Contemporary YA

Recommendation Tuesday: Open Road Summer by Emery Lord

Recommendation Tuesday: Open Road Summer by Emery Lord

Recommendation Tuesday started as a joke and is now an official thing. If you've got a book to recommend on this or any Tuesday, tweet me at @FullShelves and I'll help spread the word.

View all of the past recommendations over here. 

I want to reach back into my history with a grade-school pink eraser, scrubbing away my decisions like mistakes on a math test. Too bad I drew my mistakes in ink.

This week I'm happy to recommend a debut contemporary YA novel, Open Road Summer by Emery Lord. If you're looking for a a summer-themed read that offers a bit more than you're expected, this is a great choice.

There are oodles of summer road trip stories and I've gotten pretty particular about them, as much as I enjoy road trip narratives as concept. Open Road Summer is a bit different, however. Instead of a quest sort of story, the narrator, Reagan, is tagging along with her best friend, Dee, on a very structured sort of road trip--Dee's first major tour as emerging country artist Lilah Montgomery. 

Reagan is not only grabbing the opportunity to spend time with her close friend who is rocketing to stardom, but to run away from a bad breakup and make changes in her life: No more partying, drinking or boys that are bad for her. She's a bit surly, and definitely not very forgiving of other people--I found Reagan infinitely relatable. 

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Recommendation Tuesday: Biggest Flirts by Jennifer Echols

Recommendation Tuesday: Biggest Flirts by Jennifer Echols

Recommendation Tuesday started as a joke and is now an official thing. Basically, this is my way of making Tuesday a little more awesome. If you've got a book to recommend on this or any Tuesday, tweet me at @FullShelves and I'll help spread the word.

View all of the past recommendations over here. 

Jennifer Echols is another relatively well-known author with a book I'm happy to include in my Recommendation Tuesday series. While Jennifer is well-loved by readers, she's generally under-recognized by gatekeeper types, despite having embraced positive depictions of teen girl sexuality and identity in her novels for many years.

Her latest, Biggest Flirts--the first in a new series of connected novels, is no different. 

Tia, the first person narrator of Biggest Flirts, is a senior at her Florida high school, drummer in the marching band and notorious flirt. She unashamedly prefers casual hookups, eschewing boyfriends, and even has a regular hookup buddy (Sawyer, who's going to be a main character in the third book in the Superlatives series).

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Quick(ish) Thoughts on Four Recent(ish) YA Novels

Quick(ish) Thoughts on Four Recent(ish) YA Novels

I've been disinclined to write extensively about young adult titles lately, despite that I've been reading quite a few recent releases. I do have a few I want to be sure to write about more extensively (particularly the final novel in Gabrielle Zevin's spectacular Birthright series), but I wanted to share my thoughts on a few I've read recently.

Being Sloane Jacobs by Lauren Morrill

Admittedly, I was nervous about reading Lauren Morrill's new novel, Being Sloane Jacobs. Lauren is one of the few authors I follow on my personal Twitter account and I enjoy her thoughts on publishing and tweets about being an extra on The Originals but I haven't read her debut, Meant to Be, and was worried that I wouldn't like her book. (I've had this happen before, enjoyed someone's online persona and their book didn't work for me--and I always fell badly about it.)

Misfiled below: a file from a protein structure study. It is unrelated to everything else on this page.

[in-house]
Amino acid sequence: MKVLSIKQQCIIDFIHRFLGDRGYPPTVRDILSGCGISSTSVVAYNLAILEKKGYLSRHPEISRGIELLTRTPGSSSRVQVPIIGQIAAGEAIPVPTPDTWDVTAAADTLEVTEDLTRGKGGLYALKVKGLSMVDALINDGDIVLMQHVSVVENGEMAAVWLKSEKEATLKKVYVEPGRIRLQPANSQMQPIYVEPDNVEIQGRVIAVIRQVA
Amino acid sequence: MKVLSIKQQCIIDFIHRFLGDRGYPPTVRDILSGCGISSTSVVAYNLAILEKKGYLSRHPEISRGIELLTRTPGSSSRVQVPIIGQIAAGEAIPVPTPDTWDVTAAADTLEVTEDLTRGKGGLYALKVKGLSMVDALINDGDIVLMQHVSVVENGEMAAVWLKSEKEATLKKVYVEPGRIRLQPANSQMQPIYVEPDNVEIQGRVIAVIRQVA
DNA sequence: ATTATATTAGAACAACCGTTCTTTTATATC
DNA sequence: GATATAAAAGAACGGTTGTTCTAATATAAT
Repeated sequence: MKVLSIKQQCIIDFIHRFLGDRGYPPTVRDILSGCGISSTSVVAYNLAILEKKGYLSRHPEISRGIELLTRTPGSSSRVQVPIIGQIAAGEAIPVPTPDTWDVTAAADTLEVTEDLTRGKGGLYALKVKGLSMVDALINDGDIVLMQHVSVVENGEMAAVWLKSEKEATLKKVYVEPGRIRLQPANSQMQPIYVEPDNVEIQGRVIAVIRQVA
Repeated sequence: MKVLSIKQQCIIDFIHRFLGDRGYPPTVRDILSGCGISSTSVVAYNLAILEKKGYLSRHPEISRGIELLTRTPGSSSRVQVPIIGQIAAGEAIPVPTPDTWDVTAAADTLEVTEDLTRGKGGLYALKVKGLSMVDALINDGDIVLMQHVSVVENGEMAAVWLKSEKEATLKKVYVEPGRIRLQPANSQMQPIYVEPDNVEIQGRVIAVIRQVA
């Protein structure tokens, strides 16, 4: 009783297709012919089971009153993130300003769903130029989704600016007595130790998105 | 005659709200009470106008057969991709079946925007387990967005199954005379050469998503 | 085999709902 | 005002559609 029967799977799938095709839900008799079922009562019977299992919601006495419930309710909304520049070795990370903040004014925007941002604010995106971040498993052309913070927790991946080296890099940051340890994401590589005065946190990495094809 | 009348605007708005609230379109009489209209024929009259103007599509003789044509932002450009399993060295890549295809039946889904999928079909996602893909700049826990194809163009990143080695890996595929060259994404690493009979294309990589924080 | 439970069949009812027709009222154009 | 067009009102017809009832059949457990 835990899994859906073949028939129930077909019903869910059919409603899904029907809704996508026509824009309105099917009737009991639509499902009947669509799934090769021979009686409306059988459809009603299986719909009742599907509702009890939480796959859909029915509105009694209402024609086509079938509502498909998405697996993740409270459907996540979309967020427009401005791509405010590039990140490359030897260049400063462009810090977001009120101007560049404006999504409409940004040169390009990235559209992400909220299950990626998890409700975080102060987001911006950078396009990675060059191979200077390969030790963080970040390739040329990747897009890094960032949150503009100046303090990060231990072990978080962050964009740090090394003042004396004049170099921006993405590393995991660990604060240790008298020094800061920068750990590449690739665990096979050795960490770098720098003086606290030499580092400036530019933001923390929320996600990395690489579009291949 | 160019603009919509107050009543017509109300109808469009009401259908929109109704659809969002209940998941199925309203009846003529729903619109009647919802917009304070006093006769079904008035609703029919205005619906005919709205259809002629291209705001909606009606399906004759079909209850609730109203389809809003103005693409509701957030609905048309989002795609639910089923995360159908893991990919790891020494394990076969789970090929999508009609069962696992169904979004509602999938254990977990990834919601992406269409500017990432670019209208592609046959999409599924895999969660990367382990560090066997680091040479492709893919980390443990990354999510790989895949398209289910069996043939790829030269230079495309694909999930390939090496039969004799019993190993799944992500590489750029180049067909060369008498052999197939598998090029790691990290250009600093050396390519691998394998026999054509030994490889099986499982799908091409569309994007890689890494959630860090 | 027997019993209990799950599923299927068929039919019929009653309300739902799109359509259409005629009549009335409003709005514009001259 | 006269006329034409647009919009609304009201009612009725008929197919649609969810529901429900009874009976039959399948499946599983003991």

Fortunately, my worries were completely needless, as I enjoyed Being Sloane Jacobs a bunch. The premise is essentially The Cutting Edge meets The Parent Trap, except without twins. Instead, we have two points-of-view, both girls named Sloane Jacobs. One is a stressed former competitive figure skater from a high-powered Washington, DC political family. The other Sloane Jacobs is a tough hockey player from Philadelphia with a bit of an anger problem.

 

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Uneven, Yet Compelling - Just Like Fate by Suzanne Young and Cat Patrick

Uneven, Yet Compelling - Just Like Fate by Suzanne Young and Cat Patrick
I think about how Simone offered me the choice to stay or go—and how it so easily could have gone the other way. For a moment, I wonder what life would look like had I gone down the other path.

I’m a sucker for “Sliding Doors”-style stories. Even though much of the time, they don’t work for me, the concept of one decision or moment being the tipping point for a series of divergent events intrigues me. I guess, philosophically-speaking, I believe there’s something to that notion. 

Because of that, I was excited to learn that Suzanne Young—who’s novel The Program was a real surprise for me this summer—co-wrote a novel with Cat Patrick, Just Like Fate, examining this very concept. 

The novel introduces Caroline, a teenager who’s beloved grandmother, with whom she lives, is hospitalized with a stroke. She’s been at her bedside, panicky when she discovers that Gram won’t recover. All she can think of is escape, and her best friend provides just the chance by inviting her out to a party. At this point, the story diverges into two paths: “Stay” and “Go.”

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